STAMFORD -- Gov. Dannel P. Malloy's Stamford property has been getting a lot of sprucing up lately -- by a city employee using a city truck while landscaping the million-dollar Shippan home.
Neighbors said that when they saw a landscaper trimming the hedges and trees at Malloy's 277 Ocean Drive East property -- identified as deputy tree warden Ron Markey -- they asked if he was for hire and were told no.
"That's when I asked him, `Oh well, why are you working over there then? Why are you working over at Dan Malloy's house on Saturday?'" said Peggy Cobb, who lives on the other side of the hedges on Miramar Lane. "He said, `Because that's the governor's house.' I said, `That's not right. That seems like favoritism to me.'"
A truck with city license plates could also be seen visiting the home, which public records show that Malloy is renting out for $8,000 a month while he and Connecticut's first family occupy the Governor's Residence in Hartford.
Malloy, who served as the city's mayor from 1995 to 2009, said everything was above board and that he had received a bill of $1,597.50 for the work that he plans to pay. A Democrat in his first term as governor, Malloy said he had no contact with the landscaping company, or Markey.
"Whether someone did something wrong -- or didn't -- I have no independent knowledge," Malloy said in a phone interview, when asked about the apparent use of a city truck.
Located in one of Stamford's most desirable neighborhoods overlooking Long Island Sound, the restored barn was at the center of an investigation a decade ago by the state's attorney into home renovations by city contractors. Malloy was ultimately cleared of any wrongdoing.
Markey denied that he was doing any favors for Malloy, saying he was hired as a subcontractor for Stamford-based Muskus Landscaping and Tree Services to do 20 hours of work the past two Saturdays by the property's caretaker, Al Barbarotta.
"I said, `Nothing's for nothing. There's no favors here,'" said Markey, an arborist and landscape specialist who city records show earned $118,000 last year.
Markey said the payload of his personal pickup truck was so full of debris that he couldn't stow his ladder safely, and asked a co-worker who was on duty at the Fairview Avenue beach to come pick it up.
"He was within a mile. That's what I'm guilty of, somebody picking up my ladder," Markey said. "I didn't do anything other than put my ladder in a city vehicle."
"I don't think it's that big of a deal -- maybe a warning letter or something like that," Orgera said. "But we can't condone that type of behavior. He shouldn't have done it."
Orgera corroborated Markey's account of the use of the city truck.
"He just told me that he had a job there, a private job that he took care of," Orgera said. "And he filled up his truck and couldn't get the ladder on and he just called someone to come help him."
Current Mayor Michael Pavia, a Republican who is not seeking re-election, said he plans to investigate the issue.
"I don't really know anything about it, but we'll look into it certainly," he said. "Certainly if there's any kind of violation, it will be dealt with. But at this point, I don't know anything more than what you have."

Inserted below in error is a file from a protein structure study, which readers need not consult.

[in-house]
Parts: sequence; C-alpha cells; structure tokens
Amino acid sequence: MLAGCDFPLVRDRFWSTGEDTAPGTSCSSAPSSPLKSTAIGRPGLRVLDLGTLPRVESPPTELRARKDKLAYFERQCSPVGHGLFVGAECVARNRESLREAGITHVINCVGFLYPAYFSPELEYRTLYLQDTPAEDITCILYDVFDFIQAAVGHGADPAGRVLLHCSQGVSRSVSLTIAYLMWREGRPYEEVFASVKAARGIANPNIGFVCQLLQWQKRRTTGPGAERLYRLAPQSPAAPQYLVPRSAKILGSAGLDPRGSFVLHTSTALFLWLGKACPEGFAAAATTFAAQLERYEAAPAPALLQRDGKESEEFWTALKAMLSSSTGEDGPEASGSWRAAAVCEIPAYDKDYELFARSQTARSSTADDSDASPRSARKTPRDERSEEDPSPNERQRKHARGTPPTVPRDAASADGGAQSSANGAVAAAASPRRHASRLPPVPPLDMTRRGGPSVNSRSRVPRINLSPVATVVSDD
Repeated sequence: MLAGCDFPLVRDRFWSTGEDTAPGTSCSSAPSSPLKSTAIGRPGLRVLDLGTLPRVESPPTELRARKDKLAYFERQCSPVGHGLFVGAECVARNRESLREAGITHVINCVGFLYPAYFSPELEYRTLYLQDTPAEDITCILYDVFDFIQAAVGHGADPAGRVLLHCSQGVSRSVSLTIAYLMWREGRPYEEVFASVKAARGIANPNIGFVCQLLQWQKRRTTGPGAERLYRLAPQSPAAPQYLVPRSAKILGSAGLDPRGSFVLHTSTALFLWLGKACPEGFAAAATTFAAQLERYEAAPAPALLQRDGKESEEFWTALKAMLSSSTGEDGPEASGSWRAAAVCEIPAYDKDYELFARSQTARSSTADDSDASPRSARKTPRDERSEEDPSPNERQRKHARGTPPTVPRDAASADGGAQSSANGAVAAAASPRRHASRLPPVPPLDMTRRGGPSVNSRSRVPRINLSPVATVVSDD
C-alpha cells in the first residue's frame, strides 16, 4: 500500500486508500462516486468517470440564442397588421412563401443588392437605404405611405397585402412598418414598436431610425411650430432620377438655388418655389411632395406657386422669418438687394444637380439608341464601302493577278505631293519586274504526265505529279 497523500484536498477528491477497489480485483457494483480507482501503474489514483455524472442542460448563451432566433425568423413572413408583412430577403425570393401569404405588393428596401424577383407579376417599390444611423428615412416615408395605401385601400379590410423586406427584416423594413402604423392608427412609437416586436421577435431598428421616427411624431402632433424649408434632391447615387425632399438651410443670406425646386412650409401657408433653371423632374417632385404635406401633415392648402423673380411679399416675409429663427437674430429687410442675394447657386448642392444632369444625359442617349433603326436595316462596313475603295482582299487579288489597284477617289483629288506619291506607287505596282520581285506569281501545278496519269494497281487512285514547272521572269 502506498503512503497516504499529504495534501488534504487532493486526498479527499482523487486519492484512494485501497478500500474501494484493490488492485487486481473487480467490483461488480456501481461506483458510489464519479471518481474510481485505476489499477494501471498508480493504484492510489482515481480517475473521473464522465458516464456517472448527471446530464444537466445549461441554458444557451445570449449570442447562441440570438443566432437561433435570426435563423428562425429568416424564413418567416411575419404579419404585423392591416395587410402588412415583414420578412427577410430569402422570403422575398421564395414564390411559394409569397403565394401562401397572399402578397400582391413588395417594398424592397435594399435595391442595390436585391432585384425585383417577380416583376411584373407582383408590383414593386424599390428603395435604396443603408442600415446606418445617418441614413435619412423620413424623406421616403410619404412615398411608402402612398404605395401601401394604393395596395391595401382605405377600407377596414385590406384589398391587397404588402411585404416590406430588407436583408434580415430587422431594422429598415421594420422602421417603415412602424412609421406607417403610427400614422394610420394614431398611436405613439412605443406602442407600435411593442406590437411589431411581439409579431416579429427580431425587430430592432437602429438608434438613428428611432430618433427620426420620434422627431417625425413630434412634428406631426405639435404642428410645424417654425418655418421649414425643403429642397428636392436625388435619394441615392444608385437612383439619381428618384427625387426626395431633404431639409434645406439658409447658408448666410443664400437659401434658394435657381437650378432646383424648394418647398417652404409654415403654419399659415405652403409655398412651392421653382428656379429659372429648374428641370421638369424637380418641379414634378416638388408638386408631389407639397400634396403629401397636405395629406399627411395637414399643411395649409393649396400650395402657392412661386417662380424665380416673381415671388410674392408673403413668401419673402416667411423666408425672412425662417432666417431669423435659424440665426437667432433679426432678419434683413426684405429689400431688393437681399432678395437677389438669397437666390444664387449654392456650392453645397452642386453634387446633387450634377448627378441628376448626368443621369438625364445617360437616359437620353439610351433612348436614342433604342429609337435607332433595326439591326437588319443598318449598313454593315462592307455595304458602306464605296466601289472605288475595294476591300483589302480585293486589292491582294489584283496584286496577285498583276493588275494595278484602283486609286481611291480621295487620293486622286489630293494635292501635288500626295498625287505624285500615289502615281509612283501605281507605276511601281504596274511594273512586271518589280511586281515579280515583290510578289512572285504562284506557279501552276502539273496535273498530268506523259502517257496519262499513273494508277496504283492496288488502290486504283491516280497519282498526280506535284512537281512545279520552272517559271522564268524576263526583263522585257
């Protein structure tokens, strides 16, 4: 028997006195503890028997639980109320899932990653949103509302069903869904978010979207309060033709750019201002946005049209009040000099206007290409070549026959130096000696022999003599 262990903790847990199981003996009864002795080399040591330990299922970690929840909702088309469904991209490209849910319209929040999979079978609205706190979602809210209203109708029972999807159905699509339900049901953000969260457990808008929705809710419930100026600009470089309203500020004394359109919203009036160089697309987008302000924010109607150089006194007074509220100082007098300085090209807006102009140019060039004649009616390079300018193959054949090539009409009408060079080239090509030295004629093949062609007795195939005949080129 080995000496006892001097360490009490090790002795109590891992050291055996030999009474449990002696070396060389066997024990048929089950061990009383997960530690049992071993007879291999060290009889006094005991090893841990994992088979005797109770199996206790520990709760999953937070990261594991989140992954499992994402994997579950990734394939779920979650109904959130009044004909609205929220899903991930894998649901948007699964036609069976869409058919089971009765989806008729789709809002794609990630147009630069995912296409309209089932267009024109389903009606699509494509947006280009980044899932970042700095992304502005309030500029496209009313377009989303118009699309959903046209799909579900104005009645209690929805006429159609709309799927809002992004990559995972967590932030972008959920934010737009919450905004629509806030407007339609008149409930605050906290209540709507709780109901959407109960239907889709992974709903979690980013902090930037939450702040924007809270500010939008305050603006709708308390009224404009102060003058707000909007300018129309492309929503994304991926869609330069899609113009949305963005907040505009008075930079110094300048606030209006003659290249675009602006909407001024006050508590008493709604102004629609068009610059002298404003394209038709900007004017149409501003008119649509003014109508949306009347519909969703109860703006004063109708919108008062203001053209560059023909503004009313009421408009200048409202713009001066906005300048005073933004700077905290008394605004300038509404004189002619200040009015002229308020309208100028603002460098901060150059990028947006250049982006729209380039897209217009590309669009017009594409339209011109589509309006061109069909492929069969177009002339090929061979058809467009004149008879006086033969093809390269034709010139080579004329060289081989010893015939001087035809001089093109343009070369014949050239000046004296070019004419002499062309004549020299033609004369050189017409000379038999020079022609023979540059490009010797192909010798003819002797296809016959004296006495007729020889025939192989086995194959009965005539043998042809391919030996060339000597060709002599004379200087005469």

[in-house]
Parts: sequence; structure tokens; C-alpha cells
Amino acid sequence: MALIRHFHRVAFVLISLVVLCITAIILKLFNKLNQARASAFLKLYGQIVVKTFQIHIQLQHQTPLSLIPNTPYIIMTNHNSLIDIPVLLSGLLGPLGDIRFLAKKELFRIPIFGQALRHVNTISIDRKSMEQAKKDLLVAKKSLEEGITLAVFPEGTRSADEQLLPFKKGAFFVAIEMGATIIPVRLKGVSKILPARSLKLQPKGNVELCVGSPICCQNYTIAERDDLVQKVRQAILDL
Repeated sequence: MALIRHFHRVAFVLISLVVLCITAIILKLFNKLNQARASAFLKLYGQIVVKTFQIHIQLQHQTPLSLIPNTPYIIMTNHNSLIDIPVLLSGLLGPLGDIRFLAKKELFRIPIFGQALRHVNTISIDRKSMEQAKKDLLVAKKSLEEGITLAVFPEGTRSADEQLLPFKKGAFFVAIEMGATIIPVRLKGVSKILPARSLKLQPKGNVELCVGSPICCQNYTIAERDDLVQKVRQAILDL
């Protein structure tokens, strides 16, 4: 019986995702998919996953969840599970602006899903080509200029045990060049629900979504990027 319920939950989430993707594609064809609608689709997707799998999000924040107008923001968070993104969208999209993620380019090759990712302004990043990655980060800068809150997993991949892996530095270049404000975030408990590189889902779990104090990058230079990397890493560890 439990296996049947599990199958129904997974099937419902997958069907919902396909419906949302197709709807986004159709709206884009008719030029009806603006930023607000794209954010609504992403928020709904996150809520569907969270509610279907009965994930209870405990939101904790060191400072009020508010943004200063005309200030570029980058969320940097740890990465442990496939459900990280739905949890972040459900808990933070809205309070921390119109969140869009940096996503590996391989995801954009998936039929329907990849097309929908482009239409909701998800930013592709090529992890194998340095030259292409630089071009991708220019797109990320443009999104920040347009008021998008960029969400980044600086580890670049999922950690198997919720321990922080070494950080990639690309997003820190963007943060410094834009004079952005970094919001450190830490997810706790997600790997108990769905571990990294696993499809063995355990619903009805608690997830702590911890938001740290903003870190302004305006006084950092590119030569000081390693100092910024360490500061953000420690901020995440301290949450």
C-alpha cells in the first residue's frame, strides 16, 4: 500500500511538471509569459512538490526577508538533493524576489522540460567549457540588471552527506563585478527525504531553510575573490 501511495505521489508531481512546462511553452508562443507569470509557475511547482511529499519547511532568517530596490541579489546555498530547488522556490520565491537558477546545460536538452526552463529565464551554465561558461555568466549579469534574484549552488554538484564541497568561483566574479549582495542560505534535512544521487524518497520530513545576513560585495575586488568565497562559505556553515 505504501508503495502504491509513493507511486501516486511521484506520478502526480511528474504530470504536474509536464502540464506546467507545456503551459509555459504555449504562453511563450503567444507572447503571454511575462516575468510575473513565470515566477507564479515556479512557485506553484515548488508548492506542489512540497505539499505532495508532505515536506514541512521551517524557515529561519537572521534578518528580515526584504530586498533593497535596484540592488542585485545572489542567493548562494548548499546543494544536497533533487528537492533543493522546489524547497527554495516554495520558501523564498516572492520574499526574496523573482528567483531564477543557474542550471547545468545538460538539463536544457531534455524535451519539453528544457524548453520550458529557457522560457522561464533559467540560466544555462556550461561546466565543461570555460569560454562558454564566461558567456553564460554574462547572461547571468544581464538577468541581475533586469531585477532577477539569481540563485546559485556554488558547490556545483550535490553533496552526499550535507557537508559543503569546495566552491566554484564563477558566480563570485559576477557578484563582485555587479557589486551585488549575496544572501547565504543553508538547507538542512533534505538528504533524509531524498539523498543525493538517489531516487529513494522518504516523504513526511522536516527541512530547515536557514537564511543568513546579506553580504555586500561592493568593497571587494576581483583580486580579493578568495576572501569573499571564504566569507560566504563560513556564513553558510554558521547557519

Public records identified the property's renter as Mansoor Ashraf, who declined to comment.
In 2011, Malloy listed his Shippan home on the market for $1.795 million, only to cut the price to $1.58 million for the 2,893-square-foot dwelling. Malloy Realty Group of 545 Bedford St. in Stamford was the listing broker for the two-story, four-bedroom home, which is not currently on the market.
"I expect the house will be for sale at some point, but it's not today," said Ron Malloy, the governor's older brother and a principal in the agency.
The elder Malloy, who also serves as Stamford's Democratic registrar of voters, said he had no knowledge of the pruning project.
"I absolutely have no idea of any work being done there," Malloy said. "You're calling me out of the blue."
Cobb is new to the Shippan neighborhood, but is familiar with Stamford city government. Her son-in-law is city Rep. Sal Gabriele, R-16, who recently wrapped up a long legal battle with the city over legal fees associated with an ethics complaint lodged against him in 2010 and then later withdrawn.
Cobb and her husband, Fred, said they decided to speak out because they are frustrated with what they see as ongoing impropriety in city government.
"Citizens have to be on the lookout for any kind of waste, fraud, corruption, nepotism -- whatever," Fred Cobb said. "Everyone we meet who works for the city is very nice -- but there's a difference between being nice and having their hand in your pocket. It chips away at your trust."
Markey said the Cobbs saved $200 in pruning fees that are being absorbed by Malloy, for whom did landscaping for the first time.
"I was under the assumption that the house would go up for sale, they wanted to make it look really nice and let me shape the trees," Markey said. "It was the three trees in the front that just needed an arborist's eye."
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